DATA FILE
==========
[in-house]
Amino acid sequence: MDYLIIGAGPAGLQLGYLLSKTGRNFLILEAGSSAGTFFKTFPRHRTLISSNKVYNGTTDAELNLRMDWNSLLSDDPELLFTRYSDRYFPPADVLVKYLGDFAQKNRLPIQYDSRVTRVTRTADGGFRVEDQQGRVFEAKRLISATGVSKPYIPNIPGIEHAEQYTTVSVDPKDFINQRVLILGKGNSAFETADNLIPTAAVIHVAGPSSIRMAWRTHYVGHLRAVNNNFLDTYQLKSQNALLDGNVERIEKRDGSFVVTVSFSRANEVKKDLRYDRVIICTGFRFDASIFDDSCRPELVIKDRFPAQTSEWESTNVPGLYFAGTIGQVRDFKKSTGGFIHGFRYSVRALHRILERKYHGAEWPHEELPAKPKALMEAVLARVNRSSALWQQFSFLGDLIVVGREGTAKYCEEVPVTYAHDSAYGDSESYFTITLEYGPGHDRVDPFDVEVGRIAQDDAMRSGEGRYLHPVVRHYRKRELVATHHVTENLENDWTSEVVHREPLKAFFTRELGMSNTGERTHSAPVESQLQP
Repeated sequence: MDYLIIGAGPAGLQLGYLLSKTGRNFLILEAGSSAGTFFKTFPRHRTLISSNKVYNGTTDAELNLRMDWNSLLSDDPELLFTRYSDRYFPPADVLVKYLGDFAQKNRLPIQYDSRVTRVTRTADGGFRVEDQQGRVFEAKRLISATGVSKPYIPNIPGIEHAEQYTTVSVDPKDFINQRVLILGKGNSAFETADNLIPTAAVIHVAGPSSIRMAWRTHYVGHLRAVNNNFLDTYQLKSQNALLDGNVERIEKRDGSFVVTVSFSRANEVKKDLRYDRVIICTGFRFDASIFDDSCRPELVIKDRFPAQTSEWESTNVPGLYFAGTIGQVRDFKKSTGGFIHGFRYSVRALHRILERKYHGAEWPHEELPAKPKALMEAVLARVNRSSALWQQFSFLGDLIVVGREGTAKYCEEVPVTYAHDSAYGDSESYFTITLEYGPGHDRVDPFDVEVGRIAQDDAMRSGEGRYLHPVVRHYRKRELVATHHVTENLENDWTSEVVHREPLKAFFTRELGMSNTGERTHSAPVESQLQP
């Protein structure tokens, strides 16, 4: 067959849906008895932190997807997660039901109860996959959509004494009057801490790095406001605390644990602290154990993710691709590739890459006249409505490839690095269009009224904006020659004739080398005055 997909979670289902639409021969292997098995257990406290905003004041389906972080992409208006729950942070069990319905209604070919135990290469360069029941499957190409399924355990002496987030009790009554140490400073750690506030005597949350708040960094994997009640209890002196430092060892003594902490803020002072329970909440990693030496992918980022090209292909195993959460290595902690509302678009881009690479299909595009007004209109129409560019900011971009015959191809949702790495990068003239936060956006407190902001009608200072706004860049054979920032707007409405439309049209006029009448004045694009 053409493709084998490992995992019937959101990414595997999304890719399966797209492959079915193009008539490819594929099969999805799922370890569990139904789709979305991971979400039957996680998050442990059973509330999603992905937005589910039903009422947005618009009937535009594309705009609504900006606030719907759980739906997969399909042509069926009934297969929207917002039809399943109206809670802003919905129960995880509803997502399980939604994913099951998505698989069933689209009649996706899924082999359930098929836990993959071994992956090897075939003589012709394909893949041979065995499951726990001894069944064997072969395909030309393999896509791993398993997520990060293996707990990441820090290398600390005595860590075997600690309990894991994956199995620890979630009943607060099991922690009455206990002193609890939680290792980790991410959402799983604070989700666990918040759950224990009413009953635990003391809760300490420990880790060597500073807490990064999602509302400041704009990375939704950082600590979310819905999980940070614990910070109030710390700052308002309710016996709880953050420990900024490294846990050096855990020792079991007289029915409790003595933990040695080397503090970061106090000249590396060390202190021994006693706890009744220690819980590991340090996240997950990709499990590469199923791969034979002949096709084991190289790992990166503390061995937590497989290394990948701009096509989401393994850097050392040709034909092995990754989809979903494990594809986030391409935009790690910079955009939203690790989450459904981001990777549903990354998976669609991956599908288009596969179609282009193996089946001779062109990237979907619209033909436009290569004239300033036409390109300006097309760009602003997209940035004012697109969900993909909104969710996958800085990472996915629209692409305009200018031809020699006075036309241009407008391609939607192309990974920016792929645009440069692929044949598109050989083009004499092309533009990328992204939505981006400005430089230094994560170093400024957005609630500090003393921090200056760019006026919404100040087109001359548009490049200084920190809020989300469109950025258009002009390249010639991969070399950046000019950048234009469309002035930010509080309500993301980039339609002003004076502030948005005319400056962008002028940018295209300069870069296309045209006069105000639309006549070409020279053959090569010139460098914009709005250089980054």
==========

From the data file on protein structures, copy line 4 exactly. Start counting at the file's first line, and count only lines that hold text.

């Protein structure tokens, strides 16, 4: 067959849906008895932190997807997660039901109860996959959509004494009057801490790095406001605390644990602290154990993710691709590739890459006249409505490839690095269009009224904006020659004739080398005055 997909979670289902639409021969292997098995257990406290905003004041389906972080992409208006729950942070069990319905209604070919135990290469360069029941499957190409399924355990002496987030009790009554140490400073750690506030005597949350708040960094994997009640209890002196430092060892003594902490803020002072329970909440990693030496992918980022090209292909195993959460290595902690509302678009881009690479299909595009007004209109129409560019900011971009015959191809949702790495990068003239936060956006407190902001009608200072706004860049054979920032707007409405439309049209006029009448004045694009 053409493709084998490992995992019937959101990414595997999304890719399966797209492959079915193009008539490819594929099969999805799922370890569990139904789709979305991971979400039957996680998050442990059973509330999603992905937005589910039903009422947005618009009937535009594309705009609504900006606030719907759980739906997969399909042509069926009934297969929207917002039809399943109206809670802003919905129960995880509803997502399980939604994913099951998505698989069933689209009649996706899924082999359930098929836990993959071994992956090897075939003589012709394909893949041979065995499951726990001894069944064997072969395909030309393999896509791993398993997520990060293996707990990441820090290398600390005595860590075997600690309990894991994956199995620890979630009943607060099991922690009455206990002193609890939680290792980790991410959402799983604070989700666990918040759950224990009413009953635990003391809760300490420990880790060597500073807490990064999602509302400041704009990375939704950082600590979310819905999980940070614990910070109030710390700052308002309710016996709880953050420990900024490294846990050096855990020792079991007289029915409790003595933990040695080397503090970061106090000249590396060390202190021994006693706890009744220690819980590991340090996240997950990709499990590469199923791969034979002949096709084991190289790992990166503390061995937590497989290394990948701009096509989401393994850097050392040709034909092995990754989809979903494990594809986030391409935009790690910079955009939203690790989450459904981001990777549903990354998976669609991956599908288009596969179609282009193996089946001779062109990237979907619209033909436009290569004239300033036409390109300006097309760009602003997209940035004012697109969900993909909104969710996958800085990472996915629209692409305009200018031809020699006075036309241009407008391609939607192309990974920016792929645009440069692929044949598109050989083009004499092309533009990328992204939505981006400005430089230094994560170093400024957005609630500090003393921090200056760019006026919404100040087109001359548009490049200084920190809020989300469109950025258009002009390249010639991969070399950046000019950048234009469309002035930010509080309500993301980039339609002003004076502030948005005319400056962008002028940018295209300069870069296309045209006069105000639309006549070409020279053959090569010139460098914009709005250089980054």